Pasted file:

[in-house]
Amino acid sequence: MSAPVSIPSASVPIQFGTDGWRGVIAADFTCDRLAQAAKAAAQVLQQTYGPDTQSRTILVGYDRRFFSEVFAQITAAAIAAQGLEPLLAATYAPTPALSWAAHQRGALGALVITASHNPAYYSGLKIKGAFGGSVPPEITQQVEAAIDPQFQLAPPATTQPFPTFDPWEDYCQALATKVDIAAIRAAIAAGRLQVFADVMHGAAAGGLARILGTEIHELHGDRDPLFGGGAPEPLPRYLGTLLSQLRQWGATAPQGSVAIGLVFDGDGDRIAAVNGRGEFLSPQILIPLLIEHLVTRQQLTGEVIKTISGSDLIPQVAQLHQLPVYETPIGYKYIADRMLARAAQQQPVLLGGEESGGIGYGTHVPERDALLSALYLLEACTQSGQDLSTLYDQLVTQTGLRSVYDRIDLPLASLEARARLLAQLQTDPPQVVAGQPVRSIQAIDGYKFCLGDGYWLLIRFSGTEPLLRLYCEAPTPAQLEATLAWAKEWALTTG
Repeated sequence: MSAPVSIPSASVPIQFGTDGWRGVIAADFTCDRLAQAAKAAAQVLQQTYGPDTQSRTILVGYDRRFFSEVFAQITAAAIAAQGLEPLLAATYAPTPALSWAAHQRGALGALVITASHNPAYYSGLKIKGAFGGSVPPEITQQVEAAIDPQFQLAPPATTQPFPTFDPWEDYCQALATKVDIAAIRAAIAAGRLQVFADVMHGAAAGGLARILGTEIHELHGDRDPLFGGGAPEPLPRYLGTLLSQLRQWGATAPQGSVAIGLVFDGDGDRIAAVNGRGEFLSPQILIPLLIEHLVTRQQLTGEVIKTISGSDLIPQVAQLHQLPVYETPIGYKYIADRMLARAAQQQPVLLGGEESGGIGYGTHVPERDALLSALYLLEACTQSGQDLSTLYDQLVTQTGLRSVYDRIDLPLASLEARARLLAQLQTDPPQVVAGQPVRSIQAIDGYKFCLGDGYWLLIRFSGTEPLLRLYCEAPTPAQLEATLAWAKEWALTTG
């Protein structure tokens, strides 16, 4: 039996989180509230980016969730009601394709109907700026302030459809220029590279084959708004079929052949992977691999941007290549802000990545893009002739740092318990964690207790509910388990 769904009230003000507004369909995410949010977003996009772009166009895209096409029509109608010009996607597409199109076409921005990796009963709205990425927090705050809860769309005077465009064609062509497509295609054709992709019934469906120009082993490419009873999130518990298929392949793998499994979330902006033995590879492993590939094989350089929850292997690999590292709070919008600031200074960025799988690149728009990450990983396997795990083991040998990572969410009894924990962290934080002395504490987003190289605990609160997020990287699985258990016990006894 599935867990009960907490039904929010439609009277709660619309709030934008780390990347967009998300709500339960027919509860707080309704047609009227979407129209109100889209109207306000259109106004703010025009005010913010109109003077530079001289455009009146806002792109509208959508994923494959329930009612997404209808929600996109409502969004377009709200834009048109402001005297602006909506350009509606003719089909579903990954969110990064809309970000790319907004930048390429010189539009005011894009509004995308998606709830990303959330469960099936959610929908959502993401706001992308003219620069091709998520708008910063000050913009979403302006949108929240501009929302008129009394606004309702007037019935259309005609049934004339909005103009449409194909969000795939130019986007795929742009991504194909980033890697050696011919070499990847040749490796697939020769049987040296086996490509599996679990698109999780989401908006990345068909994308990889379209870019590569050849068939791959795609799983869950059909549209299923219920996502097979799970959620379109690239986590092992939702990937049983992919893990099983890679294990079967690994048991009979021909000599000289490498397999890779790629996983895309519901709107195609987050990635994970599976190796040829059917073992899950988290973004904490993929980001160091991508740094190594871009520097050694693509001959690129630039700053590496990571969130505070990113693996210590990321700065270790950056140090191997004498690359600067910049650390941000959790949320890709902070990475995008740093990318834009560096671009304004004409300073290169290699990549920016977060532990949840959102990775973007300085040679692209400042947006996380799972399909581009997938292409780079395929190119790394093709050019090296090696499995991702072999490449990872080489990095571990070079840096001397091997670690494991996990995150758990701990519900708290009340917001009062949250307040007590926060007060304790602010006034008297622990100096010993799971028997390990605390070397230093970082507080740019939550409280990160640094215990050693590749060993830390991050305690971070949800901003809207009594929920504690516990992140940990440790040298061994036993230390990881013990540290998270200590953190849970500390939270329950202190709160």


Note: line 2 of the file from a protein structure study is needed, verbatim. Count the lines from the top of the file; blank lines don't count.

Amino acid sequence: MSAPVSIPSASVPIQFGTDGWRGVIAADFTCDRLAQAAKAAAQVLQQTYGPDTQSRTILVGYDRRFFSEVFAQITAAAIAAQGLEPLLAATYAPTPALSWAAHQRGALGALVITASHNPAYYSGLKIKGAFGGSVPPEITQQVEAAIDPQFQLAPPATTQPFPTFDPWEDYCQALATKVDIAAIRAAIAAGRLQVFADVMHGAAAGGLARILGTEIHELHGDRDPLFGGGAPEPLPRYLGTLLSQLRQWGATAPQGSVAIGLVFDGDGDRIAAVNGRGEFLSPQILIPLLIEHLVTRQQLTGEVIKTISGSDLIPQVAQLHQLPVYETPIGYKYIADRMLARAAQQQPVLLGGEESGGIGYGTHVPERDALLSALYLLEACTQSGQDLSTLYDQLVTQTGLRSVYDRIDLPLASLEARARLLAQLQTDPPQVVAGQPVRSIQAIDGYKFCLGDGYWLLIRFSGTEPLLRLYCEAPTPAQLEATLAWAKEWALTTG